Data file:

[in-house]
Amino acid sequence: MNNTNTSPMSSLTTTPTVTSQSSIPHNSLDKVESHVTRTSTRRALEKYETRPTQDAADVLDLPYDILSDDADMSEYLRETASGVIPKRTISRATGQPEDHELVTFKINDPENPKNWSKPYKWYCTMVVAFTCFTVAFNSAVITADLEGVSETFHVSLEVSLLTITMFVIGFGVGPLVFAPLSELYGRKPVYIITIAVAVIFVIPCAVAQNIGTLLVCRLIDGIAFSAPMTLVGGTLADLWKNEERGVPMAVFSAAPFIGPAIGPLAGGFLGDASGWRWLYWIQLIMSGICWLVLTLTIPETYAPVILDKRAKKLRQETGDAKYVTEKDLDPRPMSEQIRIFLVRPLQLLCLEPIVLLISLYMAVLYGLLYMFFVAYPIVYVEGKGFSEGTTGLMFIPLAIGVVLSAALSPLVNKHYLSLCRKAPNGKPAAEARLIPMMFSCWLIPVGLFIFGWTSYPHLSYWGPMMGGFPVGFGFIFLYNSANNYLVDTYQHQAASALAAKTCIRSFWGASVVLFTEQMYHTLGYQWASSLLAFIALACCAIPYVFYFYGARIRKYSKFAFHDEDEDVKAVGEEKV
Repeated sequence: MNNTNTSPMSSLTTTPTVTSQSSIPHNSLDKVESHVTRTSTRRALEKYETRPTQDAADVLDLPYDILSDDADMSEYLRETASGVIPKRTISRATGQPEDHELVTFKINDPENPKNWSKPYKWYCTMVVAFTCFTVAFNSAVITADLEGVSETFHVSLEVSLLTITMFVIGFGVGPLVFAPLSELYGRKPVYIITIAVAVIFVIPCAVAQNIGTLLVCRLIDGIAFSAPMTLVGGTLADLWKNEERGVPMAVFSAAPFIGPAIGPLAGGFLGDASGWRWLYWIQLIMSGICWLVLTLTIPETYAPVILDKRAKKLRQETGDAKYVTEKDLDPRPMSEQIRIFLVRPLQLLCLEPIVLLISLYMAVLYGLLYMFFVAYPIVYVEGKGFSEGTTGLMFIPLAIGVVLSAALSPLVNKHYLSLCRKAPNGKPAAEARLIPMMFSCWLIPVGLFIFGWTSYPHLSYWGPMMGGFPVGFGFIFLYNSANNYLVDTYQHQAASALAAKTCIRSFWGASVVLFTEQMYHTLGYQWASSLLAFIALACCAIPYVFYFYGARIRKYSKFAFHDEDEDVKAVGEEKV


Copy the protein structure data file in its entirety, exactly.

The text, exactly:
[in-house]
Amino acid sequence: MNNTNTSPMSSLTTTPTVTSQSSIPHNSLDKVESHVTRTSTRRALEKYETRPTQDAADVLDLPYDILSDDADMSEYLRETASGVIPKRTISRATGQPEDHELVTFKINDPENPKNWSKPYKWYCTMVVAFTCFTVAFNSAVITADLEGVSETFHVSLEVSLLTITMFVIGFGVGPLVFAPLSELYGRKPVYIITIAVAVIFVIPCAVAQNIGTLLVCRLIDGIAFSAPMTLVGGTLADLWKNEERGVPMAVFSAAPFIGPAIGPLAGGFLGDASGWRWLYWIQLIMSGICWLVLTLTIPETYAPVILDKRAKKLRQETGDAKYVTEKDLDPRPMSEQIRIFLVRPLQLLCLEPIVLLISLYMAVLYGLLYMFFVAYPIVYVEGKGFSEGTTGLMFIPLAIGVVLSAALSPLVNKHYLSLCRKAPNGKPAAEARLIPMMFSCWLIPVGLFIFGWTSYPHLSYWGPMMGGFPVGFGFIFLYNSANNYLVDTYQHQAASALAAKTCIRSFWGASVVLFTEQMYHTLGYQWASSLLAFIALACCAIPYVFYFYGARIRKYSKFAFHDEDEDVKAVGEEKV
Repeated sequence: MNNTNTSPMSSLTTTPTVTSQSSIPHNSLDKVESHVTRTSTRRALEKYETRPTQDAADVLDLPYDILSDDADMSEYLRETASGVIPKRTISRATGQPEDHELVTFKINDPENPKNWSKPYKWYCTMVVAFTCFTVAFNSAVITADLEGVSETFHVSLEVSLLTITMFVIGFGVGPLVFAPLSELYGRKPVYIITIAVAVIFVIPCAVAQNIGTLLVCRLIDGIAFSAPMTLVGGTLADLWKNEERGVPMAVFSAAPFIGPAIGPLAGGFLGDASGWRWLYWIQLIMSGICWLVLTLTIPETYAPVILDKRAKKLRQETGDAKYVTEKDLDPRPMSEQIRIFLVRPLQLLCLEPIVLLISLYMAVLYGLLYMFFVAYPIVYVEGKGFSEGTTGLMFIPLAIGVVLSAALSPLVNKHYLSLCRKAPNGKPAAEARLIPMMFSCWLIPVGLFIFGWTSYPHLSYWGPMMGGFPVGFGFIFLYNSANNYLVDTYQHQAASALAAKTCIRSFWGASVVLFTEQMYHTLGYQWASSLLAFIALACCAIPYVFYFYGARIRKYSKFAFHDEDEDVKAVGEEKV